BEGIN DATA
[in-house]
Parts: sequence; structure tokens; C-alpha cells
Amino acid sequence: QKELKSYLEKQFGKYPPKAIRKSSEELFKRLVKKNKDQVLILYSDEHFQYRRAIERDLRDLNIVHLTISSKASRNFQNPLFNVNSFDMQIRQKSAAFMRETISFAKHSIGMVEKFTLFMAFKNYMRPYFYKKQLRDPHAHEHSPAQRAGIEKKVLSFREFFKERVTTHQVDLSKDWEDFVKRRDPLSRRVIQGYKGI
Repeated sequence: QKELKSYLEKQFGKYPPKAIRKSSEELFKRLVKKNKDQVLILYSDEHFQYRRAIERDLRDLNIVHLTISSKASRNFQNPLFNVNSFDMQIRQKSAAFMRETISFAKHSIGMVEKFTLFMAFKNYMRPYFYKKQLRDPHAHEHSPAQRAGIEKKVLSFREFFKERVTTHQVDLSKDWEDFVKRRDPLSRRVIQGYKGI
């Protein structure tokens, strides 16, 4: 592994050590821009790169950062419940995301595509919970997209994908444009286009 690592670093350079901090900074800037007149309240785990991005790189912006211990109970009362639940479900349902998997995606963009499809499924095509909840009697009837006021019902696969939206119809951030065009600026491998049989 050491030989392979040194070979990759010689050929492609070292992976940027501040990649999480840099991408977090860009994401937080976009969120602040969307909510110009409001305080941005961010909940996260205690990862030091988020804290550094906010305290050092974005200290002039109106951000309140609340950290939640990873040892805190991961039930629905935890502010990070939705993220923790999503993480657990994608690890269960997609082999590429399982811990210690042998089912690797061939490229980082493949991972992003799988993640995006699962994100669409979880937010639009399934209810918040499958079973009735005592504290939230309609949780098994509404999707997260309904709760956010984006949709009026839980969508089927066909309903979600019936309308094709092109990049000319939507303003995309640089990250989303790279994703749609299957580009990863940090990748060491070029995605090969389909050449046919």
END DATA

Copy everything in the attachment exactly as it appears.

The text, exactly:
[in-house]
Parts: sequence; structure tokens; C-alpha cells
Amino acid sequence: QKELKSYLEKQFGKYPPKAIRKSSEELFKRLVKKNKDQVLILYSDEHFQYRRAIERDLRDLNIVHLTISSKASRNFQNPLFNVNSFDMQIRQKSAAFMRETISFAKHSIGMVEKFTLFMAFKNYMRPYFYKKQLRDPHAHEHSPAQRAGIEKKVLSFREFFKERVTTHQVDLSKDWEDFVKRRDPLSRRVIQGYKGI
Repeated sequence: QKELKSYLEKQFGKYPPKAIRKSSEELFKRLVKKNKDQVLILYSDEHFQYRRAIERDLRDLNIVHLTISSKASRNFQNPLFNVNSFDMQIRQKSAAFMRETISFAKHSIGMVEKFTLFMAFKNYMRPYFYKKQLRDPHAHEHSPAQRAGIEKKVLSFREFFKERVTTHQVDLSKDWEDFVKRRDPLSRRVIQGYKGI
């Protein structure tokens, strides 16, 4: 592994050590821009790169950062419940995301595509919970997209994908444009286009 690592670093350079901090900074800037007149309240785990991005790189912006211990109970009362639940479900349902998997995606963009499809499924095509909840009697009837006021019902696969939206119809951030065009600026491998049989 050491030989392979040194070979990759010689050929492609070292992976940027501040990649999480840099991408977090860009994401937080976009969120602040969307909510110009409001305080941005961010909940996260205690990862030091988020804290550094906010305290050092974005200290002039109106951000309140609340950290939640990873040892805190991961039930629905935890502010990070939705993220923790999503993480657990994608690890269960997609082999590429399982811990210690042998089912690797061939490229980082493949991972992003799988993640995006699962994100669409979880937010639009399934209810918040499958079973009735005592504290939230309609949780098994509404999707997260309904709760956010984006949709009026839980969508089927066909309903979600019936309308094709092109990049000319939507303003995309640089990250989303790279994703749609299957580009990863940090990748060491070029995605090969389909050449046919």